Giroir says Trump administration has enough supplies to help states meet new testing guidelines

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Assistant Secretary for Health Admiral Brett Giroir of the U.S. Public Health Service Commissioned Corps told "The Story" Monday that the Trump administration is able to "fully supply" states with the tools needed to test for the coronavirus in adequate numbers to start repening their economies.

"We believe every state should at least have the capacity -- that means the swabs, the media, the testing, the drive-thru sites -- to test at least two percent of their individuals per month," Giroir told host Martha MacCallum. "What I'm happy to say as we move into the next stage is, we are able to fully supply their supply chains in order to allow them to do that."

THE CORONAVIRUS OUTBREAK, STATE-BY-STATE

Giroir told "The Story" that Tennessee Republican Gov. Bill Lee -- who preceded him on the program -- has done a "great job" in ramping up the Volunteer State's testing capabilities.

"[Tennessee is at] two and a half percent cumulatively," Giroir said. "We are talking about two percent per month, and we are going to enable states to do that."

Lee announced earlier Monday that restaurants in 89 of the state's 95 counties had reopend at 50 percent capacity, with retailers expected to open Wednesday under the same rules.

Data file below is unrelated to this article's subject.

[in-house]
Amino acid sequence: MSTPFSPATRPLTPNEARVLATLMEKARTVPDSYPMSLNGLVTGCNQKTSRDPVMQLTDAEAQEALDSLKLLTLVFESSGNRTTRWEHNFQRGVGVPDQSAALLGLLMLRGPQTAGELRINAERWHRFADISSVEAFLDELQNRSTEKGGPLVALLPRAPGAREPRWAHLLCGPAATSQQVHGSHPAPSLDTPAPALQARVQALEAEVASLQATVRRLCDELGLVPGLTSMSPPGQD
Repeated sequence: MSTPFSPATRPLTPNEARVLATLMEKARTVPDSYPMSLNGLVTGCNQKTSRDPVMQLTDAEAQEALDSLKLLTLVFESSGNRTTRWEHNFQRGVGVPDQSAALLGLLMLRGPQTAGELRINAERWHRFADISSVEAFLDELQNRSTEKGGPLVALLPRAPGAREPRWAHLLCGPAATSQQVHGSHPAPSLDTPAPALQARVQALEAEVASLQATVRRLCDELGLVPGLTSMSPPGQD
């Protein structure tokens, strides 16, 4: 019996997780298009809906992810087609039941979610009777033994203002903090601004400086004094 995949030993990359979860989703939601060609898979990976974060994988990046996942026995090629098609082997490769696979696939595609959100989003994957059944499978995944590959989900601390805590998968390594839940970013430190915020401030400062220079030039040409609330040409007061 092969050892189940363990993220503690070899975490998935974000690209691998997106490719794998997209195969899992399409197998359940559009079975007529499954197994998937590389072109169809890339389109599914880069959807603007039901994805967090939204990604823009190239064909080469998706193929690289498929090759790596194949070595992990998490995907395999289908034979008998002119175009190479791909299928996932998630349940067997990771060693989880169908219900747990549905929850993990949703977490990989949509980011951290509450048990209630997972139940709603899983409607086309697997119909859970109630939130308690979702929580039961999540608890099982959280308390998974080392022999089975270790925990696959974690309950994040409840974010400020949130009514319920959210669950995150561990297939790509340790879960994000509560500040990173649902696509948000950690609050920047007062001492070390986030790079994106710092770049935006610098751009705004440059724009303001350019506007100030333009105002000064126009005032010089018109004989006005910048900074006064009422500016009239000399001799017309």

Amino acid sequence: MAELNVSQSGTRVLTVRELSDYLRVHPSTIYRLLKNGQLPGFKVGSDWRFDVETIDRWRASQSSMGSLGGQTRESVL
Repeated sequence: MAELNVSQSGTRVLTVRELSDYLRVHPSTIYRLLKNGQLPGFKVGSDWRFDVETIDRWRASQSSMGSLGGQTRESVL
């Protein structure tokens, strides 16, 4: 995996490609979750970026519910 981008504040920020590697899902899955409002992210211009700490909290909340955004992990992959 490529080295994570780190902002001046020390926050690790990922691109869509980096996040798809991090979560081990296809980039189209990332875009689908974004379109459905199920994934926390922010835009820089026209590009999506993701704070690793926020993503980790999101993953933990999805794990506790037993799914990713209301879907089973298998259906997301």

Giroir said that the two percent per month standard is a very sound guidepost on the path to reopening states, but admitted that the ultimate decision on reopening rests with the states.

"Every state really has their own individual circumstance depending on how many cases they have," he said.

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Giroir told MacCallum that the next priority for the administraton is to test asymptomatic carriers of the virus in high-risk settings like nursing homes, the first step toward a system of contract tracing.

"We want to make sure not only that people are tested, but that they're traced," he said, adding that "one thing we will do is we will put CDC personnel -- experts -- in every state. They will function as subject matter experts to help the states build a contract tracing routine that they need in order to identify any emerging outbreak. That is a really important part of the strategy."